This is a guest blog post from Christopher Nguyen, a member of the embedded systems group of CalSol, the UC Berkeley Solar Vehicle Team.
CalSol uses Travis CI to test their embedded software that powers their solar vehicle to explore the future of engineering.
(Photos reproduced with permission)
Embedded systems are hard.
You’re often on bare metal, fighting against memory constraints and a lack of specific documentation.
And the bugs. The bugs are terrible.
As the systems you build on the bare metal become serious, complicated, use-specific, there will be bugs, and
they will require more than a
printf, and at minimum a logic analyzer to squash.
You may find that the bug isn’t code at all, but a burnt out port causing funky noise in the io.
Often you’ll find hours wasted chasing bugs through the system.
BUT sometimes there is a bright spot in the workflow.
Here at CalSol we’ve started down the long path of test-oriented code in building our solar racecars, and this has meant that it is now possible to start using great tools like Travis CI and start putting in practice continuous integration.
Before Travis CI, the only sanity checks on pushes to the code base were watchful eyes.
In practice this often meant overlooked 3am pushes that sometimes wouldn’t even build, let alone run on the boards on the Zephyr (the current solar racecar we’re building).
university students software and electrical engineers should not be doing the job of computers.
That’s what computers are for!
In order to get GCC ARM embedded toolchain working on Travis CI’s container-based infrastructure we first make sure that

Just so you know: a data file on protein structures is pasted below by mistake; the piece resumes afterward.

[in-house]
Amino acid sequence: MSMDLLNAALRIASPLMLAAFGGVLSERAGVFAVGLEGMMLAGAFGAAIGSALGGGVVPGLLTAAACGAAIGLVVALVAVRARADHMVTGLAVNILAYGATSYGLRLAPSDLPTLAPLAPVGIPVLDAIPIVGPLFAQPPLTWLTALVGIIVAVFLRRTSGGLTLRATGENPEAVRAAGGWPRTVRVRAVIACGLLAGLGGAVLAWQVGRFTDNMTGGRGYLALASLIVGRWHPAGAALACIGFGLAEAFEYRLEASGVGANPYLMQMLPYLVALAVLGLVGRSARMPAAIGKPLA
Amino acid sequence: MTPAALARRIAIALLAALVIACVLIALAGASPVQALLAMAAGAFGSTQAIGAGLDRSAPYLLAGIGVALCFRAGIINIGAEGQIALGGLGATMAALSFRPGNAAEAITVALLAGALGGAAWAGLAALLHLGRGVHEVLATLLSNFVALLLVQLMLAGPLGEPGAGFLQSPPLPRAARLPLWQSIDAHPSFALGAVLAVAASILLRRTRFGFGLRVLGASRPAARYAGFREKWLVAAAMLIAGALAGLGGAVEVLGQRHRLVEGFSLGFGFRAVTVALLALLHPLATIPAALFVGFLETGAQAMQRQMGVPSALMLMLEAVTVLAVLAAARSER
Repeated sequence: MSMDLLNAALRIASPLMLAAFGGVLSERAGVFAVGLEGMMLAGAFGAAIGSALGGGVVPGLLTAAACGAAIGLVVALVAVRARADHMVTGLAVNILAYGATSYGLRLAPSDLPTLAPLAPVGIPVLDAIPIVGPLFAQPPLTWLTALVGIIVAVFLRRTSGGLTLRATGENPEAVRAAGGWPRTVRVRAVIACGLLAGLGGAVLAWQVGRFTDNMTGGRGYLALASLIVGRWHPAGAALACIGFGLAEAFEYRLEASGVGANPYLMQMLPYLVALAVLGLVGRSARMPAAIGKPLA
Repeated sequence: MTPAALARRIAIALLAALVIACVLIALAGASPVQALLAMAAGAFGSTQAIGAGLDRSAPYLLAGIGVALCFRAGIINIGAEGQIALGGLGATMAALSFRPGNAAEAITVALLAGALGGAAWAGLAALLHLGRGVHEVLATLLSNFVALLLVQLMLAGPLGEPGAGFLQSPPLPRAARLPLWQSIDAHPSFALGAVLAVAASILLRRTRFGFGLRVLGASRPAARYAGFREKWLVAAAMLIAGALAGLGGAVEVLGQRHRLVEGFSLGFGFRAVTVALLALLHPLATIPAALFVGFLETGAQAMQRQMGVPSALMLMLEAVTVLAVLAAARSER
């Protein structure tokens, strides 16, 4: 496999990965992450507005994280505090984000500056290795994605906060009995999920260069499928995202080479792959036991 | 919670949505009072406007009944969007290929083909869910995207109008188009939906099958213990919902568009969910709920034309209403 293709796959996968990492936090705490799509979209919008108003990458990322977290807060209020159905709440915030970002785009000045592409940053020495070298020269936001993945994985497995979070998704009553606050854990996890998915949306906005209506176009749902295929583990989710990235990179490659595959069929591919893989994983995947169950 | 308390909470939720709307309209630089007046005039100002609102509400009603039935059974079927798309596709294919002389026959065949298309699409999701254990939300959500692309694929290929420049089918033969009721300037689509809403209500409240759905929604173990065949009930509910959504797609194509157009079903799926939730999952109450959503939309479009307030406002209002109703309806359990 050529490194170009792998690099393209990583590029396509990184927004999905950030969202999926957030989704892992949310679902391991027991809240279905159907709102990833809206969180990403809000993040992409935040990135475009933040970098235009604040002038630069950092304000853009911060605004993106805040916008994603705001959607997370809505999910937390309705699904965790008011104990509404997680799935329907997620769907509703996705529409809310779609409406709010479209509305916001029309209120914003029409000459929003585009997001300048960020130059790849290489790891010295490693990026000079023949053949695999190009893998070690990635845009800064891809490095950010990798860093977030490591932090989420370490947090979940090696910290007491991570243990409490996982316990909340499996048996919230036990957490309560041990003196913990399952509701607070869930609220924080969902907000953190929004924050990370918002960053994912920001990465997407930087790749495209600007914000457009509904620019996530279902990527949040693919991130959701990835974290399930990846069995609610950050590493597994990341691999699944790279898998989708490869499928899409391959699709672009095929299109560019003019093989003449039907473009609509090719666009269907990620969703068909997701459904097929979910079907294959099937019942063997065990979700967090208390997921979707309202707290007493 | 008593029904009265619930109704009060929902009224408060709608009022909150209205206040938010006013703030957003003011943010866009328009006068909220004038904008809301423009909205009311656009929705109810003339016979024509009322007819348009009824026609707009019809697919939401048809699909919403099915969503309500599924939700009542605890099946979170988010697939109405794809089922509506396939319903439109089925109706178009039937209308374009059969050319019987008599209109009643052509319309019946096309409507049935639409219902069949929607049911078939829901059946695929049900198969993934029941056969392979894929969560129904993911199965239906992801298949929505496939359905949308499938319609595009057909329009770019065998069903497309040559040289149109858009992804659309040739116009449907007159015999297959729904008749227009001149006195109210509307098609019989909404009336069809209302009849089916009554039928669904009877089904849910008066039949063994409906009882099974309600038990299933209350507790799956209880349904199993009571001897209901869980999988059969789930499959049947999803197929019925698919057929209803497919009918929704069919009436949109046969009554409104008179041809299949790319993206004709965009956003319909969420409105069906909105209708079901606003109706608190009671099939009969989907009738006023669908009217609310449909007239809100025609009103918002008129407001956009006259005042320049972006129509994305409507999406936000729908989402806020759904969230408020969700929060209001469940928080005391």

certain 32-bit libraries are setup so that we can run the GCC ARM embedded toolchain.
(The GCC ARM embedded toolchain is 32-bit while the Travis CI environment is 64-bit.)
So in our
.travis.yml file we put
addons: apt_packages: - lib32bz2-1.0 - lib32ncurses5 - lib32z1
Now we have all the dependencies we need for the linux environment to identify and run the 32-bit executables in the GCC ARM embedded toolchain! For the piece de resistance, (getting GCC ARM embedded toolchain onto our environment), we simply wget the appropriate file and unzip.
So in our
.travis.yml file we add:
install: - wget https://launchpad.net/gcc-arm-embedded/4.9/4.9-2014-q4-major/+download/gcc-arm-none-eabi-4_9-2014q4-20141203-linux.tar.bz2 - tar -xf gcc-arm-none-eabi-4_9-2014q4-20141203-linux.tar.bz2
We can now compile embedded code on Travis CI!
(Remember that if you want to call
arm-none-eabi, you will either need to add the location of where you unzipped the toolchain to the
PATH variable or reference directly its location.)
Long story short, we’re now using Travis CI to build our code using the GCC ARM embedded toolchain, and working towards fully running and testing it using our virtualizations of our boards.
We are very grateful to the crew at Travis CI for helping make our lives a little easier, and the job of making a winning solar racecar even more enjoyable.
If you’d like to support CalSol, you can donate here http://give.berkeley.edu/fund/index.cfm?f=FU1032000.